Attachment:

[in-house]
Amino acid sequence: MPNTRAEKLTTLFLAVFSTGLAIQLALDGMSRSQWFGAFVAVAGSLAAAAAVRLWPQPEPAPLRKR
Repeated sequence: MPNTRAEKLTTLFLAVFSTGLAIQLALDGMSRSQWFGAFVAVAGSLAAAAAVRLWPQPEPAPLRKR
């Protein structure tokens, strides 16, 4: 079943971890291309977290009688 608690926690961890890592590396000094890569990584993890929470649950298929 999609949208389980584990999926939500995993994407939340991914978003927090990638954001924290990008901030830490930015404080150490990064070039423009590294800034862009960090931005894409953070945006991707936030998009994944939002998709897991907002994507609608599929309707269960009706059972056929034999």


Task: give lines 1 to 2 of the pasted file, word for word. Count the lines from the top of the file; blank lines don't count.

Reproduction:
[in-house]
Amino acid sequence: MPNTRAEKLTTLFLAVFSTGLAIQLALDGMSRSQWFGAFVAVAGSLAAAAAVRLWPQPEPAPLRKR